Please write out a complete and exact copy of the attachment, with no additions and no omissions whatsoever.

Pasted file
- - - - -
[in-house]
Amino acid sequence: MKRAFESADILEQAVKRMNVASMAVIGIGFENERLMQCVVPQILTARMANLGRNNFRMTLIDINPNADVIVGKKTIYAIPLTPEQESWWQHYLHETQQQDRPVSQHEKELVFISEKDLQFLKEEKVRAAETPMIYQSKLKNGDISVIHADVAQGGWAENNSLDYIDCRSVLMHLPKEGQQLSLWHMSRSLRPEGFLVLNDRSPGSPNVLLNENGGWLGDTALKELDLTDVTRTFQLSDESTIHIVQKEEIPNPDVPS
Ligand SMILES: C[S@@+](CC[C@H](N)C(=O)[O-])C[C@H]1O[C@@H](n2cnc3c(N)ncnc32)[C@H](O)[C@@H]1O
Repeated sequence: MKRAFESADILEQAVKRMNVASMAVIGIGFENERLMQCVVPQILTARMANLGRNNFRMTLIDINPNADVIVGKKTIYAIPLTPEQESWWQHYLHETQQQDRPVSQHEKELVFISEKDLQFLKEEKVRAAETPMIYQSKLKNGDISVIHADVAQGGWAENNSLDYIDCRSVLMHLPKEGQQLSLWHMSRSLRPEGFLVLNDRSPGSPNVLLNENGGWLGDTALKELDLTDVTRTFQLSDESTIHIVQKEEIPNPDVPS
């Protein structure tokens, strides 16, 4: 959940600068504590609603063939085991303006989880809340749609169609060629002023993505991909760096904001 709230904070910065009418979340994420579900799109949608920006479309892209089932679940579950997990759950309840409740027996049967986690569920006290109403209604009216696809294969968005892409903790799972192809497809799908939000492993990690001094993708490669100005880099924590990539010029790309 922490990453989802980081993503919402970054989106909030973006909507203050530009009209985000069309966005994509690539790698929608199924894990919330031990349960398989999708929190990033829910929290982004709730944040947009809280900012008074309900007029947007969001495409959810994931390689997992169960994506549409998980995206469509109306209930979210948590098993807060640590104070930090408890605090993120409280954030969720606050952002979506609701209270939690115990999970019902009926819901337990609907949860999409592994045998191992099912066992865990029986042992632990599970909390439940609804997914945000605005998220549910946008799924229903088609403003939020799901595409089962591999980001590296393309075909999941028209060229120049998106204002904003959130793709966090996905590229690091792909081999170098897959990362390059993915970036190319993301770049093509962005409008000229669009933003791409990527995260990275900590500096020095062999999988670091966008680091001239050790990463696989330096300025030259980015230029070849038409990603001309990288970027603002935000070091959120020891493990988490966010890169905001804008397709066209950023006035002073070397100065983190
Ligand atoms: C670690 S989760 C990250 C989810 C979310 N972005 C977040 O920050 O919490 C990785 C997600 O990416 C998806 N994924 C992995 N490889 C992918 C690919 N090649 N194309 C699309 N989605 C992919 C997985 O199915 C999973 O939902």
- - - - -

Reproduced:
[in-house]
Amino acid sequence: MKRAFESADILEQAVKRMNVASMAVIGIGFENERLMQCVVPQILTARMANLGRNNFRMTLIDINPNADVIVGKKTIYAIPLTPEQESWWQHYLHETQQQDRPVSQHEKELVFISEKDLQFLKEEKVRAAETPMIYQSKLKNGDISVIHADVAQGGWAENNSLDYIDCRSVLMHLPKEGQQLSLWHMSRSLRPEGFLVLNDRSPGSPNVLLNENGGWLGDTALKELDLTDVTRTFQLSDESTIHIVQKEEIPNPDVPS
Ligand SMILES: C[S@@+](CC[C@H](N)C(=O)[O-])C[C@H]1O[C@@H](n2cnc3c(N)ncnc32)[C@H](O)[C@@H]1O
Repeated sequence: MKRAFESADILEQAVKRMNVASMAVIGIGFENERLMQCVVPQILTARMANLGRNNFRMTLIDINPNADVIVGKKTIYAIPLTPEQESWWQHYLHETQQQDRPVSQHEKELVFISEKDLQFLKEEKVRAAETPMIYQSKLKNGDISVIHADVAQGGWAENNSLDYIDCRSVLMHLPKEGQQLSLWHMSRSLRPEGFLVLNDRSPGSPNVLLNENGGWLGDTALKELDLTDVTRTFQLSDESTIHIVQKEEIPNPDVPS
């Protein structure tokens, strides 16, 4: 959940600068504590609603063939085991303006989880809340749609169609060629002023993505991909760096904001 709230904070910065009418979340994420579900799109949608920006479309892209089932679940579950997990759950309840409740027996049967986690569920006290109403209604009216696809294969968005892409903790799972192809497809799908939000492993990690001094993708490669100005880099924590990539010029790309 922490990453989802980081993503919402970054989106909030973006909507203050530009009209985000069309966005994509690539790698929608199924894990919330031990349960398989999708929190990033829910929290982004709730944040947009809280900012008074309900007029947007969001495409959810994931390689997992169960994506549409998980995206469509109306209930979210948590098993807060640590104070930090408890605090993120409280954030969720606050952002979506609701209270939690115990999970019902009926819901337990609907949860999409592994045998191992099912066992865990029986042992632990599970909390439940609804997914945000605005998220549910946008799924229903088609403003939020799901595409089962591999980001590296393309075909999941028209060229120049998106204002904003959130793709966090996905590229690091792909081999170098897959990362390059993915970036190319993301770049093509962005409008000229669009933003791409990527995260990275900590500096020095062999999988670091966008680091001239050790990463696989330096300025030259980015230029070849038409990603001309990288970027603002935000070091959120020891493990988490966010890169905001804008397709066209950023006035002073070397100065983190
Ligand atoms: C670690 S989760 C990250 C989810 C979310 N972005 C977040 O920050 O919490 C990785 C997600 O990416 C998806 N994924 C992995 N490889 C992918 C690919 N090649 N194309 C699309 N989605 C992919 C997985 O199915 C999973 O939902």